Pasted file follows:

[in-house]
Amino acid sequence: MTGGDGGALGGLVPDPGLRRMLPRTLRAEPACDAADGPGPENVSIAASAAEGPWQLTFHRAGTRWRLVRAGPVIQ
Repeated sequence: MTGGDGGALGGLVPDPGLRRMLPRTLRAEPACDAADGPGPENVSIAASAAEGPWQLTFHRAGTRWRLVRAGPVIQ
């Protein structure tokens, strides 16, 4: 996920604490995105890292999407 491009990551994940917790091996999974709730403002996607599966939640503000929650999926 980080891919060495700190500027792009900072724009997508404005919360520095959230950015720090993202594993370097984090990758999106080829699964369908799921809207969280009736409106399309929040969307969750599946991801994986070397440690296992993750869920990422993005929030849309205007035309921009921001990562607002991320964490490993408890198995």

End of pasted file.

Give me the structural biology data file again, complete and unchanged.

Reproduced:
[in-house]
Amino acid sequence: MTGGDGGALGGLVPDPGLRRMLPRTLRAEPACDAADGPGPENVSIAASAAEGPWQLTFHRAGTRWRLVRAGPVIQ
Repeated sequence: MTGGDGGALGGLVPDPGLRRMLPRTLRAEPACDAADGPGPENVSIAASAAEGPWQLTFHRAGTRWRLVRAGPVIQ
């Protein structure tokens, strides 16, 4: 996920604490995105890292999407 491009990551994940917790091996999974709730403002996607599966939640503000929650999926 980080891919060495700190500027792009900072724009997508404005919360520095959230950015720090993202594993370097984090990758999106080829699964369908799921809207969280009736409106399309929040969307969750599946991801994986070397440690296992993750869920990422993005929030849309205007035309921009921001990562607002991320964490490993408890198995």